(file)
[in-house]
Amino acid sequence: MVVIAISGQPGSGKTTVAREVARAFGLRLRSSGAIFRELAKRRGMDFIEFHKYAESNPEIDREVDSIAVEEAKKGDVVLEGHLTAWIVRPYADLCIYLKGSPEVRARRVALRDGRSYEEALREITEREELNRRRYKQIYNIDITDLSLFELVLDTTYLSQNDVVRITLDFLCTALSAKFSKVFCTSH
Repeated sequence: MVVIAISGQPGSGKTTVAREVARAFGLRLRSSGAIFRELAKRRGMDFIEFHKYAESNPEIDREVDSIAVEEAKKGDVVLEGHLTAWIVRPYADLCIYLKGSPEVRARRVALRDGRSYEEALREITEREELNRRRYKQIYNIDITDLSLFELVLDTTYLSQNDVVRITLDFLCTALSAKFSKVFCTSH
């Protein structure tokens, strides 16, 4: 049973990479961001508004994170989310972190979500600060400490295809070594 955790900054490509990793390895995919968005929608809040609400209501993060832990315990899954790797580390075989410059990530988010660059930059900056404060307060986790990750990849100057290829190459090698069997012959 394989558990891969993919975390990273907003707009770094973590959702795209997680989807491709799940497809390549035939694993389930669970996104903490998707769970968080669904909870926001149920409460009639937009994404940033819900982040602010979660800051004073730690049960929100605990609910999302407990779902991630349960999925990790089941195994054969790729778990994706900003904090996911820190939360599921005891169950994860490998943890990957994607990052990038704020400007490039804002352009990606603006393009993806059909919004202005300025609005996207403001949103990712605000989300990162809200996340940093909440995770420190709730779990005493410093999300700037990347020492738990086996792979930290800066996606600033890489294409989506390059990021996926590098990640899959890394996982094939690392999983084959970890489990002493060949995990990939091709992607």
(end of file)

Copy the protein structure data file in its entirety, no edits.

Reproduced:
[in-house]
Amino acid sequence: MVVIAISGQPGSGKTTVAREVARAFGLRLRSSGAIFRELAKRRGMDFIEFHKYAESNPEIDREVDSIAVEEAKKGDVVLEGHLTAWIVRPYADLCIYLKGSPEVRARRVALRDGRSYEEALREITEREELNRRRYKQIYNIDITDLSLFELVLDTTYLSQNDVVRITLDFLCTALSAKFSKVFCTSH
Repeated sequence: MVVIAISGQPGSGKTTVAREVARAFGLRLRSSGAIFRELAKRRGMDFIEFHKYAESNPEIDREVDSIAVEEAKKGDVVLEGHLTAWIVRPYADLCIYLKGSPEVRARRVALRDGRSYEEALREITEREELNRRRYKQIYNIDITDLSLFELVLDTTYLSQNDVVRITLDFLCTALSAKFSKVFCTSH
């Protein structure tokens, strides 16, 4: 049973990479961001508004994170989310972190979500600060400490295809070594 955790900054490509990793390895995919968005929608809040609400209501993060832990315990899954790797580390075989410059990530988010660059930059900056404060307060986790990750990849100057290829190459090698069997012959 394989558990891969993919975390990273907003707009770094973590959702795209997680989807491709799940497809390549035939694993389930669970996104903490998707769970968080669904909870926001149920409460009639937009994404940033819900982040602010979660800051004073730690049960929100605990609910999302407990779902991630349960999925990790089941195994054969790729778990994706900003904090996911820190939360599921005891169950994860490998943890990957994607990052990038704020400007490039804002352009990606603006393009993806059909919004202005300025609005996207403001949103990712605000989300990162809200996340940093909440995770420190709730779990005493410093999300700037990347020492738990086996792979930290800066996606600033890489294409989506390059990021996926590098990640899959890394996982094939690392999983084959970890489990002493060949995990990939091709992607």